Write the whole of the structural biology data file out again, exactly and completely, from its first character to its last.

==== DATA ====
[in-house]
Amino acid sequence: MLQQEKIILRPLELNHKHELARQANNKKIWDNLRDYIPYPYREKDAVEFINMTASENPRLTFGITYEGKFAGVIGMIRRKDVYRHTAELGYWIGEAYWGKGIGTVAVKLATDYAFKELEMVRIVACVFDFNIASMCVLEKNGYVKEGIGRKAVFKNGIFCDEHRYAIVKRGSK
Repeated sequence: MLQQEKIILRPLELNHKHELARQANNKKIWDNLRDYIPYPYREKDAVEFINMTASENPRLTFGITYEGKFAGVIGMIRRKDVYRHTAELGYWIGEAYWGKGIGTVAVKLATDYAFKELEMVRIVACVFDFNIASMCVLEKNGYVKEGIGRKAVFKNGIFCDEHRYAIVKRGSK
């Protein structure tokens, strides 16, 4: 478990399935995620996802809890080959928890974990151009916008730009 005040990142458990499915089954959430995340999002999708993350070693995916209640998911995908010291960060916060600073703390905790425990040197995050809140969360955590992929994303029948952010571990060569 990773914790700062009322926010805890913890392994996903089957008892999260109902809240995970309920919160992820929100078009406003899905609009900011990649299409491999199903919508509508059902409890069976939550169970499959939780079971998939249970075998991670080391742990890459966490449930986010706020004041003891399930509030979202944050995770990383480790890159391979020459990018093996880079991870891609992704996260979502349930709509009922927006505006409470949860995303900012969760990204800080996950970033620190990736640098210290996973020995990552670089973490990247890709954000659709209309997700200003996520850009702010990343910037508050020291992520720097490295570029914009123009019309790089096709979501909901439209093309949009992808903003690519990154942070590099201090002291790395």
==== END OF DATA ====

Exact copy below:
[in-house]
Amino acid sequence: MLQQEKIILRPLELNHKHELARQANNKKIWDNLRDYIPYPYREKDAVEFINMTASENPRLTFGITYEGKFAGVIGMIRRKDVYRHTAELGYWIGEAYWGKGIGTVAVKLATDYAFKELEMVRIVACVFDFNIASMCVLEKNGYVKEGIGRKAVFKNGIFCDEHRYAIVKRGSK
Repeated sequence: MLQQEKIILRPLELNHKHELARQANNKKIWDNLRDYIPYPYREKDAVEFINMTASENPRLTFGITYEGKFAGVIGMIRRKDVYRHTAELGYWIGEAYWGKGIGTVAVKLATDYAFKELEMVRIVACVFDFNIASMCVLEKNGYVKEGIGRKAVFKNGIFCDEHRYAIVKRGSK
């Protein structure tokens, strides 16, 4: 478990399935995620996802809890080959928890974990151009916008730009 005040990142458990499915089954959430995340999002999708993350070693995916209640998911995908010291960060916060600073703390905790425990040197995050809140969360955590992929994303029948952010571990060569 990773914790700062009322926010805890913890392994996903089957008892999260109902809240995970309920919160992820929100078009406003899905609009900011990649299409491999199903919508509508059902409890069976939550169970499959939780079971998939249970075998991670080391742990890459966490449930986010706020004041003891399930509030979202944050995770990383480790890159391979020459990018093996880079991870891609992704996260979502349930709509009922927006505006409470949860995303900012969760990204800080996950970033620190990736640098210290996973020995990552670089973490990247890709954000659709209309997700200003996520850009702010990343910037508050020291992520720097490295570029914009123009019309790089096709979501909901439209093309949009992808903003690519990154942070590099201090002291790395």